KATHMANDU -- A Northern Illinois University professor from Naperville was in Nepal when the deadly earthquake hit.
Mark Rosenbaum is teaching in Kathmandu as a Fulbright Scholar.
He credits a warning saved his life. It meant that when the massive 7.8 magnitude quake came over the weekend, he wasn’t panicked. He just grabbed what he could and he ran.
His Kathmandu apartment wasn’t leveled, but it was badly damaged. It wasn’t safe to stay. Fortunately, the State Department, which oversees the Fulbright program Rosenbaum is a part of, quickly found him new accommodations nearby.
The local infrastructure is still intact. Mark has power, although not all the time.
But there’s one big concern, even in the most modern parts of the country - water. The hotel complex he’s in now only has a three day supply.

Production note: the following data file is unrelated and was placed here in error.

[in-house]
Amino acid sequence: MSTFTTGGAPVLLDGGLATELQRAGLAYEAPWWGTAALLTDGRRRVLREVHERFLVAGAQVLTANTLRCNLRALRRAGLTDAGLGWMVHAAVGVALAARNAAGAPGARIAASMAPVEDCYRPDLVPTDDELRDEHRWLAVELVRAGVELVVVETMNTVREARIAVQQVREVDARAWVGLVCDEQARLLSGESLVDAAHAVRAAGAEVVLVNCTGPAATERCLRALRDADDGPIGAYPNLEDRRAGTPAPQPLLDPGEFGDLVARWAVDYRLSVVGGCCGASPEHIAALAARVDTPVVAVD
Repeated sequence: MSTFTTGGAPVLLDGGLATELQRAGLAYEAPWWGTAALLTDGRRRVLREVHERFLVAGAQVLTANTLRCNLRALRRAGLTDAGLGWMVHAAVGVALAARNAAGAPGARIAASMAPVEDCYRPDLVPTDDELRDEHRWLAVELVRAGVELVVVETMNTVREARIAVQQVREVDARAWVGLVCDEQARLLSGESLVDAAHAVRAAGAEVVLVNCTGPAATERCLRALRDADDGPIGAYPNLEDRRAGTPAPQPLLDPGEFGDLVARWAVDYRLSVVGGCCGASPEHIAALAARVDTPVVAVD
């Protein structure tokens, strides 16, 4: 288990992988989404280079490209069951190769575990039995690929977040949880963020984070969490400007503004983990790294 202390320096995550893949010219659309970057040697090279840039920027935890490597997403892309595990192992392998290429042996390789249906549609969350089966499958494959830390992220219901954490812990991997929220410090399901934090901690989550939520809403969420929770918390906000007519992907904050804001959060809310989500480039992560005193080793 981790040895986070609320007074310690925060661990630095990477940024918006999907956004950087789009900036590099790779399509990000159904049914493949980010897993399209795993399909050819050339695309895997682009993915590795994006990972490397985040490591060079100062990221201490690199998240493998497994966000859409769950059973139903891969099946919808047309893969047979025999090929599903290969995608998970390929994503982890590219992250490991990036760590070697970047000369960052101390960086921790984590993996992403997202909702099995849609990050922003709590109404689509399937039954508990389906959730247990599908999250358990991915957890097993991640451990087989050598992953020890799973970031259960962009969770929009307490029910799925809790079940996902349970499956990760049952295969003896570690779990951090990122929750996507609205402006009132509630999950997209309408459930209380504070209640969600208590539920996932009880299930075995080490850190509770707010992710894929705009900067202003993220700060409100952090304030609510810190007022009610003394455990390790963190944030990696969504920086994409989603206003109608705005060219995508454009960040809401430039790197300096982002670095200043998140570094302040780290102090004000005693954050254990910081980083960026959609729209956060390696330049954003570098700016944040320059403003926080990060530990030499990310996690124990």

In the next 48 hours, he should learn if there’ll be enough water to sustain him or if it’s time to come home to Naperville. In the meantime, the moment the quake hit still runs through his mind.
“Interestingly enough, the U.S. embassy had warned all Americans when we arrived back in January with the Fulbright Program, that there was a high risk potential for an earthquake,” Mark told WGN News via Skype.
Mark says his hope is to stay in Nepal and to keep the commitment he made to teach there.
He’s not scheduled to return until June.